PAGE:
Monday July 9, 2018
Update coming at ya from Sara, the International Director of GLA’s South Africa: Social Change Project. After an eventful pickup day, including many flights and several long naps (taken by the early arrivals), our entire group arrived in Johannesburg and back to our first stop- African Leadership Academy- late last night.
We’ve now had breakfast and are getting started on Day 1 of our ALA Entrepreneurial Leadership curriculum. Everyone’s settling into the GLA routine and getting to know one other 🙂
Pictures included are of the early arrivals, as well as the full group getting into the leadership curriculum this morning.
Tomorrow, we tour Soweto! Wishing you all the best back home.
Tuesday July 10, 2018
Hey everyone back home!
Here’s an update from Brianne, the mentor on GLA’s South Africa: Social Change Project. Today was a very exciting day as we left our African Leadership Academy (ALA) campus and ventured to Soweto! Soweto is south of Johannesburg and is a city developed as a township for black people under the apartheid system.
Our day started off at Lebo’s Soweto Backpackers where we met our guide and together sang and danced to a version of the Lion Sleeps Tonight. By foot we started our three-hour trek throughout the township. During the tour we stopped at various sites to taste traditional delicacies like beef hearts, and gave high fives to the local children.
We had the opportunity to visit Nelson Mandela’s house, bargain at the local market and spend time at the Hector Peterson memorial and museum. The Hector Peterson memorial was dedicated to the twelve-year-old boy who was the first to be shot during the June, 16th 1976 student uprising in Soweto. We learned a lot about the student uprising last night while watching and discussing the movie, Sarafina. We ended the tour with a South African favorite— Braai (barbeque).
We traveled back to campus and had a wonderful reflection about what we experienced during the tour and concluded with a few lessons on leadership. We look forward to a full day of leadership curriculum tomorrow at ALA!
Wednesday July 11, 2018
Hello GLA Families!
Today we had Entrepreneurial Leadership class with our wonderful teachers, Won-Sun and Smanga. For the last two days, we have each been working on solving selected issues either within our communities or globally that we want to address. They have led us through various exercises both in and out of the classroom to teach us to view our issues as opportunities to help others.
Our ‘experiential’ outside activities today consisted of dropping an egg from the top of a building with only two pieces of string, 2 pieces of newspaper, 30cm of tape, and scissors, and putting together a picture book story using only the descriptions of our images to put them in chronological order. These various activities have provided fun and interesting ways to teach us prototyping, communication, and the various forms of leadership seen in all of us.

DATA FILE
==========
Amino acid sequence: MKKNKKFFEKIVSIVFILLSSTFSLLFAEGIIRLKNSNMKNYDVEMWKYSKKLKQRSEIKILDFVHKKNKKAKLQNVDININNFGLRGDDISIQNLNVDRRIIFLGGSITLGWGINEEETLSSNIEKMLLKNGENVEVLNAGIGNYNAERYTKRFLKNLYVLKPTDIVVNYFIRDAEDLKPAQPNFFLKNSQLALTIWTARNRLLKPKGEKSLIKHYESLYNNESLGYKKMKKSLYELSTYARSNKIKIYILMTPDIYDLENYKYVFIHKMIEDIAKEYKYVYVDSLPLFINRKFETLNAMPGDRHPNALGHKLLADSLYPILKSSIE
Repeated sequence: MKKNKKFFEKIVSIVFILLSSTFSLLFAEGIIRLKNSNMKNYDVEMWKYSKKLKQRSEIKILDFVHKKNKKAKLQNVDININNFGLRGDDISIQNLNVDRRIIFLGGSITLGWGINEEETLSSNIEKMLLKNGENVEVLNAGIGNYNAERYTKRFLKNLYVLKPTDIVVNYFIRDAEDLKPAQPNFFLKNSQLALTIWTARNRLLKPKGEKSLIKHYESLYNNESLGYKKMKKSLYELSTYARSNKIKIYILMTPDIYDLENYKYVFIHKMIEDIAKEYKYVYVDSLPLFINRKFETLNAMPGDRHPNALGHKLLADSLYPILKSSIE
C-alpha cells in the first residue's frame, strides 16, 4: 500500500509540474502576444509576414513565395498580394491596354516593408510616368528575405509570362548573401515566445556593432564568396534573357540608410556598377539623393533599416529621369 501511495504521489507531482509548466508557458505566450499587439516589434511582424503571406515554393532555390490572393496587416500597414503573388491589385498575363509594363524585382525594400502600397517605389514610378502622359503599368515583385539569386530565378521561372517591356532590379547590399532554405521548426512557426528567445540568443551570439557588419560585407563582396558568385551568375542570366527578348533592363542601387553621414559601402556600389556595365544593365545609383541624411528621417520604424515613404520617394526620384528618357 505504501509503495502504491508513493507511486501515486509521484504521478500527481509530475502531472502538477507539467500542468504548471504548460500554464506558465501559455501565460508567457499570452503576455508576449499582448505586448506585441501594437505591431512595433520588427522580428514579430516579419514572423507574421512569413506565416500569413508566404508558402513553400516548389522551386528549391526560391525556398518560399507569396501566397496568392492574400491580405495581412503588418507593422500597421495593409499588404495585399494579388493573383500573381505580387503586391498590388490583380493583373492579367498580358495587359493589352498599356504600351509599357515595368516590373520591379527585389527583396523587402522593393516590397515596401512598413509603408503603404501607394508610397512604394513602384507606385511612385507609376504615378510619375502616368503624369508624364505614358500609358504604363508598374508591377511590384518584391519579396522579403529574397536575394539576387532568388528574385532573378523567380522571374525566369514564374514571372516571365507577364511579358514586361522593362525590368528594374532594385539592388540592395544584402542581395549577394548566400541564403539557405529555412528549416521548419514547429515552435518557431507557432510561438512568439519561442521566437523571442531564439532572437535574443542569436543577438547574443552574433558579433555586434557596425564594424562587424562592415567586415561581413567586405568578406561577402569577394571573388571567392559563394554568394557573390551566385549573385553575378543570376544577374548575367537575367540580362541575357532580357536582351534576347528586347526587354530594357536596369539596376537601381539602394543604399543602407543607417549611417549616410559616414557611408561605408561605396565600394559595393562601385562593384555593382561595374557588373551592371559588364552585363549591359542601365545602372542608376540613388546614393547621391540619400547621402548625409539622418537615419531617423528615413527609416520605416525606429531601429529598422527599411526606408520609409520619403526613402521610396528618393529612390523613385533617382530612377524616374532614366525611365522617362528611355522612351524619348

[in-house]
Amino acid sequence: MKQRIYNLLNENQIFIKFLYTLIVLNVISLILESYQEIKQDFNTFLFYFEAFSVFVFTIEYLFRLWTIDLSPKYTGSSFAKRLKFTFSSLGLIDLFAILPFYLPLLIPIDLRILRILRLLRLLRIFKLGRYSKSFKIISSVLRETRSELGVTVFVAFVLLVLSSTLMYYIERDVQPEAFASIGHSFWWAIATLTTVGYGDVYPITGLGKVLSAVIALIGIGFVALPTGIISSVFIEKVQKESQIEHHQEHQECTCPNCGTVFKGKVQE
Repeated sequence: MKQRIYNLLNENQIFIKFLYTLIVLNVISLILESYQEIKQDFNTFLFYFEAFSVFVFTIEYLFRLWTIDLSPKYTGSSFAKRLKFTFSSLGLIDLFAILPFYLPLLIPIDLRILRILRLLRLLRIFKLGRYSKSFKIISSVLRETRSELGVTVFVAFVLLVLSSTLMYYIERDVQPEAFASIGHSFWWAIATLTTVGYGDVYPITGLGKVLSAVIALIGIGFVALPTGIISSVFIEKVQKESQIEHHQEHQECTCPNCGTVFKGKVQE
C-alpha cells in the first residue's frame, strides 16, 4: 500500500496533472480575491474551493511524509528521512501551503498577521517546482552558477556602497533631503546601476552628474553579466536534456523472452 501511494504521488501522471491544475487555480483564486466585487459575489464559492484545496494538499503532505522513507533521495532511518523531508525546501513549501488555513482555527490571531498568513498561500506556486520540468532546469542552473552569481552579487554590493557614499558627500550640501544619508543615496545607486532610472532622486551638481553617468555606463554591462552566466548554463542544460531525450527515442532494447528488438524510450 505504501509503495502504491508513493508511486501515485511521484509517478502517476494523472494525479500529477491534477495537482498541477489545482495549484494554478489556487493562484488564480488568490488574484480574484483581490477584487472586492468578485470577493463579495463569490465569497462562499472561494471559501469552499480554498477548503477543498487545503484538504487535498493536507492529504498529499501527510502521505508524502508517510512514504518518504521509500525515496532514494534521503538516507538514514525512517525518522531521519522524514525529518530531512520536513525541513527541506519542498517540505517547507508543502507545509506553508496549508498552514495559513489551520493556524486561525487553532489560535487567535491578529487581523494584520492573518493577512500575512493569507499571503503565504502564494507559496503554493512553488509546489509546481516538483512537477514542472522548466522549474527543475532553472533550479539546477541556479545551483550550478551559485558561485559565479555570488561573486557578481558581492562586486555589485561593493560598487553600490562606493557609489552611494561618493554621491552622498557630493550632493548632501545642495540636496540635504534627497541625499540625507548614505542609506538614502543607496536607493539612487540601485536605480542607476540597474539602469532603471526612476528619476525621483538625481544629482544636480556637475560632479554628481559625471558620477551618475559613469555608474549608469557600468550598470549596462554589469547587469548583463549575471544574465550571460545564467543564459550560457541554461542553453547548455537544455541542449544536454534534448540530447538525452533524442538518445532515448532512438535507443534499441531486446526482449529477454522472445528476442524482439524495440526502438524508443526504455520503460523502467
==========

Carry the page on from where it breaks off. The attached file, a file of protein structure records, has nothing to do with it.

Today inside the classroom we mainly focused on how to specifically breakdown different aspects of our ‘opportunities’ and address them head-on. This involved writing down as many solutions to our issue as possible (literally anything from developing social policies to calling Batman), formulating need statements, solution statements, SMART goals, and WORM assessments.
After breaking down our goals and figuring out which route we wanted to take in addressing our chosen issue, we created a business plan. For me, this made me see how huge issues could be organized in tackled in the real world. After developing our plans, we created 2 minute pitches to present to our peers. It was very interesting to see how everyone decided to tackle problems in their own unique ways and present them in a sales pitch.
Additionally, Won-Sun and Smanga taught us some traditional African dance moves! As fun as it was, the video is pretty terrible, so it’s probably best it isn’t included in the blog.
All in all, our time in Johannesburg has been amazing! The food has been good (lots of rice, chicken, and veggies), the campus is beautiful, we have all become so close, and the lessons we have learned in the classroom as well as the ways they taught us to perceive and tackle issues is something that will stick with me forever.
We head onto Cape Town tomorrow, and I am so excited to see what’s in store both at the school with the kids and in the city!
More updates to come!
-Emerson Cilley (Hi Mom and Dad, love and miss you both <33)
Friday July 13, 2018
Yesterday we arrived in Cape Town. It’s a big transition from the brown landscape of Johannesburg with the very green lush landscape. Luckily for Cape Town, we’ve had two days of rain since we got here. We met our new host, Gail and got settled into the new home base. The new home base is a newly renovated hostel with beautiful common rooms, big bed rooms and a great view of Table Mountain. There’s a chef here (Coll) that makes most of our food from scratch and gives the extras to local families.
Today we drove through Du Noon and saw the schools we will be volunteering at on the trip, went to the market and went on a walking tour of Cape Town. We also went and talked to the owner of a grocery store downtown that is 100% plastic free called Nude Foods.
-by Ryan Durbin
Saturday July 14, 2018
We had to wake up early for breakfast and to be out the door by 7 (which I don’t even do on a school day). A few of us were up for breakfast, but some of us were a little slower and had to eat breakfast on the go.
As a group, we walked to the bus station and took the bus into the city. The bus was kind of boring, but at least we weren’t stuck in traffic! From there, we got onto a tour bus and they drove us to Hout Bay while our excellent tour guide, Bill, shared the history of South Africa’s colonization. We all stopped inside a small coffee shop while we waited for our boat.